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The Occupational English Test (OET)

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The Occupational English Test (OET) is a language proficiency test aimed at evaluating the English skills of healthcare professionals who seek to practice in an English-speaking country. OET content is relevant to many professions, including medicine, nursing, dentistry, optometry, physiotherapy & pharmacy. It is important that you use preparation material that is specific to your specialization because the writing and speaking sections of the test are tailored to each profession in order to make the scenarios more realistic and relevant to your future work environment.

Our blog offers details about each section (Listening, Reading, and Writing & Speaking) and some useful tips for test preparation in the hope that we can help you feel comfortable with what you’re getting into!

OET Listening Part B consists of 6 questions. Each question consists of a short audio of around 1 minute where a speaker or two speakers discuss a workplace situation. Along with the short audio is a 3-option multiple choice questions. It’s critical that you understand what you are looking at before test day because you get time to read the question and the answer options before the audio begins. There are a number of different question types in Listening Part B that you will see and which you must listen for. Each question is different. They include:

Identifying details e.g. He says that errors in dispensing medication to patients usually result from…
Identifying the gist (overall idea) e.g. what is the plan for the patient today?
Identifying someone’s opinion about someone or something e.g. How does the nurse feel about the new policy?
Identifying the purpose of something e.g. Why does the nurse want to transfer the patient?

There are two types of questions that you will see on test day. The first is the straightforward question: Why does X do Y? The other type of question is the incomplete sentence style question: The nurse reported the spill to her manager because… The first type of question is comparatively simpler than the incomplete sentence type because it’s easier to keep the straightforward question in your mind while you listen. What you may need to do for the incomplete sentence style questions is change them into questions in your mind. For example, “The nurse reported the spill to her manager because…” can quite simply become “Why did the nurse report the spill to her manager?” This way the question will more easily stick in your mind while you do the most important part, LISTEN.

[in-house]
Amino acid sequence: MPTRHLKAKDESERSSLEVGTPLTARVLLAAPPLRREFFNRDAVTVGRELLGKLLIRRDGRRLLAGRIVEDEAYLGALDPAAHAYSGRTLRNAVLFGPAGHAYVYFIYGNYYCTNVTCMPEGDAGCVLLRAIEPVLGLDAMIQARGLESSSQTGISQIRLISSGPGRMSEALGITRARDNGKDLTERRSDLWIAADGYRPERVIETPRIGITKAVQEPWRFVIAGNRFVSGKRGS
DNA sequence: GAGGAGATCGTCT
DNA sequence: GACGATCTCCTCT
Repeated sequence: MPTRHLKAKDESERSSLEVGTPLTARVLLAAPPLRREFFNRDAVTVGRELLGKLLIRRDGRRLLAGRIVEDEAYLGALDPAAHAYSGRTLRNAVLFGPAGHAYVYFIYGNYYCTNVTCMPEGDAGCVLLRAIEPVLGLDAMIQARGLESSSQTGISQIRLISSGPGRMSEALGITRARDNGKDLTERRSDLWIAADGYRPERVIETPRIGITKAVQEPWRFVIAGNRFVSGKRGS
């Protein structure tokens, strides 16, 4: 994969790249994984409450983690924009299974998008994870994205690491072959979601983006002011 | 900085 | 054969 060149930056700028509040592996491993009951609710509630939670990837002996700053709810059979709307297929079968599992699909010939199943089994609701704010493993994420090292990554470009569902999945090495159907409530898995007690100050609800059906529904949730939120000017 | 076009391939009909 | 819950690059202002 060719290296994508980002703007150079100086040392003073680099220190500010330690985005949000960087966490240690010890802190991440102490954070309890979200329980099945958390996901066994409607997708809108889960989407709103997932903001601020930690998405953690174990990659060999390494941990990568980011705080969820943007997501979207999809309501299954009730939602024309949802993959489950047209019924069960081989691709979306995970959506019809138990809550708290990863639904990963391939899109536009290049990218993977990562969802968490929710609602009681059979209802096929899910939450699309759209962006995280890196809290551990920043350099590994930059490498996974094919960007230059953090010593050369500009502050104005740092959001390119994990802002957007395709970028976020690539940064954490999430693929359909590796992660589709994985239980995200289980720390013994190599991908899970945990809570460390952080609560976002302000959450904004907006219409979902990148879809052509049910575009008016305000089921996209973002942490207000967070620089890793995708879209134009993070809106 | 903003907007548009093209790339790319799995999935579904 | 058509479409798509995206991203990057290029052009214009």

How to Answer the Questions!
But what should you do about the answer options? Should you read them before the audio starts? Is there any point? Is there any time? The answer is: It depends. You need to find out what works for you. Some people like to ignore the answer options until the audio has finished because they can keep the question in their mind without any distraction. They then have 5 seconds to select the correct answer having heard the audio more ‘purely’. Other people like to quickly read the answer options before the audio begins bearing in mind that there is no way to memorize them. It is only at the end of the audio that you can then select the correct answer option.

One thing is clear in OET Listening Part B and that is that you should not mix reading and listening. You cannot read and listen at the same time.

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